The Magic Hour
Over the years, trumpeter Wynton Marsalis has had a tendency to be a different performer in New Orleans, where he's comfortable with his surroundings, and New York City, where he often seems like he's trying too hard. He finished his run of Big Statements at Sony with the bombastic All Rise, which featured some 200 musicians in the kind of production that has become his specialty as he entertains middlebrow arts patrons as the majordomo of Lincoln Center. These stuffed-shirt Lincoln Center audiences often feel like the contemporary versions of the Maggie and Jiggs comic strip characters, but people should not have to wear tuxedos to jazz concerts.
Marsalis has moved to Blue Note, run by the brilliant former CBS jazz director Bruce Lundvall, where informality is the rule and jazz is spelled lower case with an eye to crossing over to new audiences. There is some very unpretentiously good music being made on Blue Note by artists such as Medeski, Martin and Wood, Norah Jones, Patricia Barber, Dr. John, Van Morrison, Soulive, Karl Denson, and Greg Osby, and it's selling. Blue Note is the perfect place for Marsalis right now. He can relax and play music he likes, knowing it will be promoted correctly to an audience that actually likes music as opposed to Big Statements.
Marsalis sounds relaxed on this set, like he's having some fun just playing. His trumpet tone, at turns light and playful or full of blues feeling on muted solos, has never sounded more fully realized. The trumpet-vocal exchange with Dianne Reeves on the beautiful "Feeling of Jazz" is the kind of emotional interaction that defines great music, and Marsalis plays a superb accompaniment to Bobby McFerrin's vocal on "Baby, I Love You." His rapport with the other players -- Eric Lewis on piano, Carlos Henriquez on bass and Ali Jackson on drums -- is similarly as supple and assured as a great basketball team moving the ball up the floor.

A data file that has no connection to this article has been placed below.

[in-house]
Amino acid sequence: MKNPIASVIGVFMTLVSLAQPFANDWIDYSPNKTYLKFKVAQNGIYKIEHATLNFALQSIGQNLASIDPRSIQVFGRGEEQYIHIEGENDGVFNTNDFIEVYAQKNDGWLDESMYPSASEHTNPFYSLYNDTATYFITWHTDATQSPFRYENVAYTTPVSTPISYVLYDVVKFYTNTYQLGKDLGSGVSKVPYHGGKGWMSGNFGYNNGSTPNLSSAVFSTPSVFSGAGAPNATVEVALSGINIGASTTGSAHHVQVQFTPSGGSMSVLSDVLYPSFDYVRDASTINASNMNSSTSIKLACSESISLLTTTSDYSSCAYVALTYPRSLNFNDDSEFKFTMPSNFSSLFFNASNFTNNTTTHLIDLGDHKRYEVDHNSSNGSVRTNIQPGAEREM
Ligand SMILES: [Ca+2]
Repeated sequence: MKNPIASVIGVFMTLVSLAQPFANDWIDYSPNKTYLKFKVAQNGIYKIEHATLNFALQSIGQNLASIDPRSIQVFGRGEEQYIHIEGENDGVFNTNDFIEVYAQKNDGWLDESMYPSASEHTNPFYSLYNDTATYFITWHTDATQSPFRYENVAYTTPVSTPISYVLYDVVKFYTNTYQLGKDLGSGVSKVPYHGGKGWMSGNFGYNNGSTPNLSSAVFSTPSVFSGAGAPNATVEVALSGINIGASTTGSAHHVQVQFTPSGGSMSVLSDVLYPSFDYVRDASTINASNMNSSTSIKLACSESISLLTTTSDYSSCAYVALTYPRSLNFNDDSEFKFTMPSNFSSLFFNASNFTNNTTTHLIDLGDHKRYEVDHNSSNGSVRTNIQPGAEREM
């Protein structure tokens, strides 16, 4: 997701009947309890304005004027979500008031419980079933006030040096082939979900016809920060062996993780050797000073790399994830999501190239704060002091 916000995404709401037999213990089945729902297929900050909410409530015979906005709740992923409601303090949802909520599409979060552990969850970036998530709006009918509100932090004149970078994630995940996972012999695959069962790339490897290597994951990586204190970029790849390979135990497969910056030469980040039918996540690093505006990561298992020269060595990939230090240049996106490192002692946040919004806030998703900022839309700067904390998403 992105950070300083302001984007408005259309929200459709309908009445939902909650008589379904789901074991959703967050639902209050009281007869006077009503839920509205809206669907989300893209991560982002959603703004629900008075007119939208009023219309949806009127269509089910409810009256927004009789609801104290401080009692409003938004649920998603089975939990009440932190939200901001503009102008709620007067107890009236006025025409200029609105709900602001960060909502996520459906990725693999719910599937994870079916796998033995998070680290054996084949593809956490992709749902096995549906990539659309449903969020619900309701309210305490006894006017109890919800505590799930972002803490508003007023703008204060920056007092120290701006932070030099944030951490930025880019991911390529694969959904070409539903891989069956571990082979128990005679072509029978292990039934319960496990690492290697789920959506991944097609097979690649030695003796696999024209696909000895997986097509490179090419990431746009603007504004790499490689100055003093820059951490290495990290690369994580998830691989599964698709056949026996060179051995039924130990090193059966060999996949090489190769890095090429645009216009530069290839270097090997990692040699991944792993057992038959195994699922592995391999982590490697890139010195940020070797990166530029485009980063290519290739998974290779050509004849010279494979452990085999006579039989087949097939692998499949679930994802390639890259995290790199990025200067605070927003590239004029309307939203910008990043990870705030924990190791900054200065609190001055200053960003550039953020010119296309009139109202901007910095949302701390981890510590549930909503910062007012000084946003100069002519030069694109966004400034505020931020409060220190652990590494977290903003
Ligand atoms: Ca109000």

The Magic Hour is the kind of album you listen to over and over for sheer enjoyment rather than, like some kind of bad-tasting medicine, because it's somehow good for you. -- John Swenson
Night Train to Nashville: Music City Rhythm & Blues 1945-1970
Get Down With It: The Okeh Sessions
In Greil Marcus' Mystery Train, he tells the story of Little Richard interrupting a discussion of Erich Segal's Love Story on Dick Cavett's show, saying, "SHUT UP! SHUT UP! SHUT UP! Š I HAVE WRITTEN A BOOK Š AND IT'S CALLED HE GOT WHAT HE WANTED BUT HE LOST WHAT HE HAD!" In that story, Little Richard is outrageous in the way people expect him to be, but the book's title -- though there's no evidence he ever actually wrote it -- suggests a more experienced, less-spontaneous artist, and that's the Little Richard heard on Get Down With It. The music may not be as revolutionary as his greatest hits 10 or so years before, but the recordings suggest he was more than a savant. Here he's less ecstatic, but he still swoops through the vocal on "Poor Dog (Who Can't Wag His Own Tail)," and he showboats with his right hand throughout Sam Cooke's "Well All Right." Throughout the album, more than anything else you hear an artist in clear control of his talents.
Along with Little Richard, the hero for much of the album is New Orleanian Larry Williams, known for "Dizzy Miss Lizzy" and "Bony Maronie." As the house producer for Okeh, he created a musical setting that was contemporary, merging Motown, James Brown and southern funk into a sound that was somehow quintessentially Little Richard. He also provided four songs including "Poor Dog," co-written with Johnny "Guitar" Watson. Much of the material was released as The Explosive Little Richard in 1967, but the disc also collects Okeh singles and unreleased tracks, among them two Fats Domino tracks. The highlight of the bonus tracks is the Ennio Morricone-penned title theme to the movie, Hurry Sundown.
Little Richard, Esquerita and Johnny Adams appear on Night Train to Nashville, though none were Nashvillians. The compilation documents Nashville's place in southern R&B history, so Adams and Esquerita are included because they recorded in Nashville, and Little Richard appears in a radio spot. Though the collection's purpose is noble, it's valuable because it's fun. Almost every song has enough personality to make it memorable; an alternate version of Ruth Brown's "(Mama) He Treats Your Daughter Mean," for example, features reverb guitar, barrelhouse sax, and backing vocals singing fireworks-like flourishes throughout the chorus. It's too much but perfect in its way. -- Alex Rawls